B cells antigen receptor is functionally part of multimolecular protein complexes at the cell surface. The b-cell antigen receptor is a transmembrane receptor that extends to the cytoplasm. However, it has very short cytoplasmic sequences (tails). These tails are ineffective in transmitting the signals and activating B cells. Consequently, another protein is involved in the process of signal transmission and lymphocyte activation. B cell receptor(BCR) is a multimolecular protein complex bounded noncovalently with other proteins. BCR is functionally involve: (1) membrane-bound immunoglobulin receptor (mIg), Ig-alpha (CD79a) and Ig-beta (CD79b). Ig-alpha and Ig-beta are signal transduction molecules that link to mIg as a disulfide-linked heterodimeric complex. Ig-alpha and Ig-beta contain a sequence called immune receptor tyrosine-based activation motif (ITAM) essential for signal transduction in both B and T lymphocytes. ITAM is responsible for passing the activation signals from the cell surface to the cytoplasm through tyrosine amino acid, which becomes phosphorylated by protein tyrosine kinases(PTKs) during cellular activation to interact with cytoplasmic signaling proteins. The thinking is that there is enough B cell receptor antigen for every microbe because of genetic arrangement and diversity. B cells receptors are inherited as gene fragments; these fragments are joined differently in each developing cell to create a diverse array of receptors. Theoretically, b lymphocyte can make up to 10^11 different antibodies in an individual. Besides, B cells receptors undergo somatic hypermutation create unique receptors.
Co-receptor Molecules of B Cells
Optimal signaling in B-cell activation requires more than BCR, so co-receptors appear on the cell membrane. B cells co-receptors are clusters of molecules that increase the efficacy of signaling up to a thousand folds. B cells co-receptors are proteins known as CD21(also known as complement receptor 2); CD19 CD81 and CD225. These proteins are close to BCR but are not part of it. Phosphorylation of co-receptors proteins along with Ig-alpha and beta will amplify the activation singles from the cell surface to the cytoplasm as shown in (figure 1)Moreover, co-receptors reduce the BCR stimulation threshold, which means fewer antigens are necessary for BCR stimulation. Co receptor function is best demonstrated when microbial pathogens activate complement and then binds to B-cell. When antigen binds to complement protein C3d, this process will allow the antigen to bind to CD21 and BCR simultaneously to unable co-receptors complex to cluster and cross-link with BCR and phosphorylate CD19 tail (figure 2). This process will increase signals concentration around BCR.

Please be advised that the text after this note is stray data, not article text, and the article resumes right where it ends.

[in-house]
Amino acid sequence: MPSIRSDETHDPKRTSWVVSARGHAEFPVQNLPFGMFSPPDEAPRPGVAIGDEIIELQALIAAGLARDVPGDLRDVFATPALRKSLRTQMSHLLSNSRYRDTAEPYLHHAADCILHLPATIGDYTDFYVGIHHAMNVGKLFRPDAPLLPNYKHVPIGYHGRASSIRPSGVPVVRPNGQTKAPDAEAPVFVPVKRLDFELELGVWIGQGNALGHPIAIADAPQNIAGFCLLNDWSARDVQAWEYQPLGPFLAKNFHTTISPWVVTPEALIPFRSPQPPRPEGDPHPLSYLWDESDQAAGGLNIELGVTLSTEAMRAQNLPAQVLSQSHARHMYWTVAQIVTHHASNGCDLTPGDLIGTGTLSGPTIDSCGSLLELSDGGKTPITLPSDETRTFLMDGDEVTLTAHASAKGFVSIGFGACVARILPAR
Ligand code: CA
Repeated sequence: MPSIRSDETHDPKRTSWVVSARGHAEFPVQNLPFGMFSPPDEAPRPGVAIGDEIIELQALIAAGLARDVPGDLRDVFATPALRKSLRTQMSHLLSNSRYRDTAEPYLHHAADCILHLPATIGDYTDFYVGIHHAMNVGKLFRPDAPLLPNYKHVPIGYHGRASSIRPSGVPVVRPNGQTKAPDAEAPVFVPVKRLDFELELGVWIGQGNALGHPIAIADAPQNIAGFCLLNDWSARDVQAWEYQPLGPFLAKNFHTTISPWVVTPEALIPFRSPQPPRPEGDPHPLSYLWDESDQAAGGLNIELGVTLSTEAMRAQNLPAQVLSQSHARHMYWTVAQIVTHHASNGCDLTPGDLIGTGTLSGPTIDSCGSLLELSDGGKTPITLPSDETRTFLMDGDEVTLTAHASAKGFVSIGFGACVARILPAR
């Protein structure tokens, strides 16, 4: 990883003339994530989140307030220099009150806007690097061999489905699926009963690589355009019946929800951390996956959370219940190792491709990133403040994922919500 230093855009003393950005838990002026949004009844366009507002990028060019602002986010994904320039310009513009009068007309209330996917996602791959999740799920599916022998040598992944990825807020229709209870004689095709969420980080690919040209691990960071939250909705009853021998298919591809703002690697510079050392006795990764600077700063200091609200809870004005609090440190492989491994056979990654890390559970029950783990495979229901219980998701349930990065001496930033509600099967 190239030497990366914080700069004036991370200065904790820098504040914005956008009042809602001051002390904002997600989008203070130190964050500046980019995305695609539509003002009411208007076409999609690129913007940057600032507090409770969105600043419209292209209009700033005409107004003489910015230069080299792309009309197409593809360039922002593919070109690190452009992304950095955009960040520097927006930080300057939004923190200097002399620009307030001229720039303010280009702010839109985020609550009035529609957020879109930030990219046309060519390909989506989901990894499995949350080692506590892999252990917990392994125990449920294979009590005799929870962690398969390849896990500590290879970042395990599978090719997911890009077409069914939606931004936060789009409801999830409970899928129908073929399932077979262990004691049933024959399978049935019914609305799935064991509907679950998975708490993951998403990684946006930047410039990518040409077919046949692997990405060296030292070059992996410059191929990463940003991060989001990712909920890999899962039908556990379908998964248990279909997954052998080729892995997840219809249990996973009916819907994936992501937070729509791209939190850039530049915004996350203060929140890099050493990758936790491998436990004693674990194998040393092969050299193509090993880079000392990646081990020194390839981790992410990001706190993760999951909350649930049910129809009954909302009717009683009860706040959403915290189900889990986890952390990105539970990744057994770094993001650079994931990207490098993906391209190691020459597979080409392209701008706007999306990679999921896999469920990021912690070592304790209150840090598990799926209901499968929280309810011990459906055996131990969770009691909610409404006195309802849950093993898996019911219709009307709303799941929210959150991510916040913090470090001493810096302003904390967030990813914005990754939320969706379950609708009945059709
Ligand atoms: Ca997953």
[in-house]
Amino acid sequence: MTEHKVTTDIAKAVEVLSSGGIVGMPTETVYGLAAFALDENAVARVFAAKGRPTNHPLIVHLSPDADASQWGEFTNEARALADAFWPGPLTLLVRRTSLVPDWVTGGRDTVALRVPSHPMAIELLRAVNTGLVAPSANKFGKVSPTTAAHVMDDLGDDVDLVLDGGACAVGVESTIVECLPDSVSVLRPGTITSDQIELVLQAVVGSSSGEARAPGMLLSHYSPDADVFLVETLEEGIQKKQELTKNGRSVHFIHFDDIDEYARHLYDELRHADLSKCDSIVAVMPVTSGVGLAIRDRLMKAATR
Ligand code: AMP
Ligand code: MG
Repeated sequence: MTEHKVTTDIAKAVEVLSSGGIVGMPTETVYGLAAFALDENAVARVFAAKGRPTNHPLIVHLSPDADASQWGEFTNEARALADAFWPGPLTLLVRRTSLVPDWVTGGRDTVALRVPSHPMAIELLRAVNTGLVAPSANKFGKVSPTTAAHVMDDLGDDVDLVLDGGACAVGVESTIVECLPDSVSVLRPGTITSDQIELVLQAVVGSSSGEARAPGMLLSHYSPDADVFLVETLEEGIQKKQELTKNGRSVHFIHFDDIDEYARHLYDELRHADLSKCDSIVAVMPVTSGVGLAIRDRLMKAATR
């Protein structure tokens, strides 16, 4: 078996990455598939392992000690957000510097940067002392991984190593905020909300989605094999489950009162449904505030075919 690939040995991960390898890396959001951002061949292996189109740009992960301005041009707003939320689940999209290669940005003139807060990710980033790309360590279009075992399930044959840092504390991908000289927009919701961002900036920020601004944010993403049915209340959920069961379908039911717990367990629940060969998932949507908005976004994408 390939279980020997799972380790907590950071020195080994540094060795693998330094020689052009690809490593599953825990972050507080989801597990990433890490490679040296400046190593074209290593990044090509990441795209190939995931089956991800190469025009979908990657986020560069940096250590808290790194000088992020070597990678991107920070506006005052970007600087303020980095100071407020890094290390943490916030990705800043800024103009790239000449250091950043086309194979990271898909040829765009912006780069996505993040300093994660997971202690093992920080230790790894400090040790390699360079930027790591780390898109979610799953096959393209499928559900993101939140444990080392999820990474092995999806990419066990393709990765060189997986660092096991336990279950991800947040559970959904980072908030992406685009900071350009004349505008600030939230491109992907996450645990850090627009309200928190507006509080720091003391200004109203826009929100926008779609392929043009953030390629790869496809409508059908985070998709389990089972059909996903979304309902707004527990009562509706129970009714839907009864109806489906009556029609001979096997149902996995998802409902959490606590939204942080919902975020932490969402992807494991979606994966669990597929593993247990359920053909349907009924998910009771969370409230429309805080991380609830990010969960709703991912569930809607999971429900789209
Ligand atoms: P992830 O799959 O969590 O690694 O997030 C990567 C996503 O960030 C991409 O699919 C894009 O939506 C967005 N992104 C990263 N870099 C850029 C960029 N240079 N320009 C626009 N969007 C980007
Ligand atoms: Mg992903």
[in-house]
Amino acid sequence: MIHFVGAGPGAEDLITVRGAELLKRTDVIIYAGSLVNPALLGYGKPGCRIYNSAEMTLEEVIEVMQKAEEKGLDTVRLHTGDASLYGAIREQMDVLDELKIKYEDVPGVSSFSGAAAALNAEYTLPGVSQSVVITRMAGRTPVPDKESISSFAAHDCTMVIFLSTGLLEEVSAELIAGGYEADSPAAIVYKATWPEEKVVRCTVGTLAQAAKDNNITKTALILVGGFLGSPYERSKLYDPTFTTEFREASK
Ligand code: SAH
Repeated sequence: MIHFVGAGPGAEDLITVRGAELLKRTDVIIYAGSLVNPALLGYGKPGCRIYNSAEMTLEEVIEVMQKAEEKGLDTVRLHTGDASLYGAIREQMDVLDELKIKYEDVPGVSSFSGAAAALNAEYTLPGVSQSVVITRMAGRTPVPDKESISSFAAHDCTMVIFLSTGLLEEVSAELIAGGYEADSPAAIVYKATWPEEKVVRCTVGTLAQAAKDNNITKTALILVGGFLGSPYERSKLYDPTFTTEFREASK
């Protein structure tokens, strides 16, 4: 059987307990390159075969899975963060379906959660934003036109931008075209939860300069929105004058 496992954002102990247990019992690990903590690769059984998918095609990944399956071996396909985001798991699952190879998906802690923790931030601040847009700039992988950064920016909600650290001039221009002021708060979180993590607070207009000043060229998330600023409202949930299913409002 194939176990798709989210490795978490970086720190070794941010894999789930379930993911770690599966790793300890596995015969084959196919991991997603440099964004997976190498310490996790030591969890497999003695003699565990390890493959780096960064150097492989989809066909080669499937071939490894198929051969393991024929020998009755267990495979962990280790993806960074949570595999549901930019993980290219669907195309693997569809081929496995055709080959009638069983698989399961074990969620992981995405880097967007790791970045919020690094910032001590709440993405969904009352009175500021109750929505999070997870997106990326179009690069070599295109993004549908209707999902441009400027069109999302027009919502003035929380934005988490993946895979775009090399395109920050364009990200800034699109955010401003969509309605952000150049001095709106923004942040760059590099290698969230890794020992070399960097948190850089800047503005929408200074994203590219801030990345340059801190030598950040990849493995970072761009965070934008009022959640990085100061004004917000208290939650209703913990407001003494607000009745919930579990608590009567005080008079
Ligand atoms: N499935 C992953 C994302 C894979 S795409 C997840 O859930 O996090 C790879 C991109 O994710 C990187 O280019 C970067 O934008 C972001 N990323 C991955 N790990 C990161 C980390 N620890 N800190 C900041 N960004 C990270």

Signal Transduction Molecules (Molecule involved in T-B cells interaction)
In Thyms dependent B cells activation, T-B cells interaction occur that requires surface molecules; these molecules are:
Generally, B-cell is a key regulatory cell in the immune system; it acts by producing antibodies, antigen-presenting cells, supporting other mononuclear cells, and contributing to inflammatory pathways directly. However, to understand the nature, function, and subsequent dysfunction of b-cells, b-cell development will be discussed briefly.